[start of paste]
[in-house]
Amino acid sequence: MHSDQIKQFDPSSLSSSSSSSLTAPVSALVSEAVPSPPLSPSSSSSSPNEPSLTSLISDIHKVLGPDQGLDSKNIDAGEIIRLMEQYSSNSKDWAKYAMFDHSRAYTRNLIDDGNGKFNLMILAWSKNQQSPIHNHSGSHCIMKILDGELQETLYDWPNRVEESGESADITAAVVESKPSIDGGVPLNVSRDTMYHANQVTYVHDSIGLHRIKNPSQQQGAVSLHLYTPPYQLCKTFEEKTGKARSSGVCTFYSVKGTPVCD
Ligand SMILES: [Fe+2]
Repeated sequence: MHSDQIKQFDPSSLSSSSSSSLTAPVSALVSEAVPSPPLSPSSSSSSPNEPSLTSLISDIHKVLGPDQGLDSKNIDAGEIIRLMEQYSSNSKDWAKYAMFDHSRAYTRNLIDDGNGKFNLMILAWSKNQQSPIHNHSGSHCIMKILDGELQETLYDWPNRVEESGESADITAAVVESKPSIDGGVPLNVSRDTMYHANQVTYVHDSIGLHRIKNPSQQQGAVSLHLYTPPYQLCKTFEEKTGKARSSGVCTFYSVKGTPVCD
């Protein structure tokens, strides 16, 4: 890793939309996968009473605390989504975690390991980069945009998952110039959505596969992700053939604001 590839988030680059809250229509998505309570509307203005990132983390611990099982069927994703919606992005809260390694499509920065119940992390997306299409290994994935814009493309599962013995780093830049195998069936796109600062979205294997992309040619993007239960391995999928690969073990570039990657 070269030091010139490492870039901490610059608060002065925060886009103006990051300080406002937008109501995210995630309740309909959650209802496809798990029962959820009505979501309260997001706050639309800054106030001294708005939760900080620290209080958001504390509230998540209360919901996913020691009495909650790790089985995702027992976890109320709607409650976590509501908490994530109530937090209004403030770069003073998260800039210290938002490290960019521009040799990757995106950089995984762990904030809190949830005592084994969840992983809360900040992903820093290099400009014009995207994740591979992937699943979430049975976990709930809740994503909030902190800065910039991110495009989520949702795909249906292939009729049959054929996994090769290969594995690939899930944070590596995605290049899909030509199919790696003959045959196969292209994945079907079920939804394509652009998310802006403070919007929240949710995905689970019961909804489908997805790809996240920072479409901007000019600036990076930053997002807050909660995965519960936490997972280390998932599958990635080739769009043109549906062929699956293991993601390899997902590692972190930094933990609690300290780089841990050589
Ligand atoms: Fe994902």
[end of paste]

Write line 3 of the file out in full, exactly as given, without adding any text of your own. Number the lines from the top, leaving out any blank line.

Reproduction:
Ligand SMILES: [Fe+2]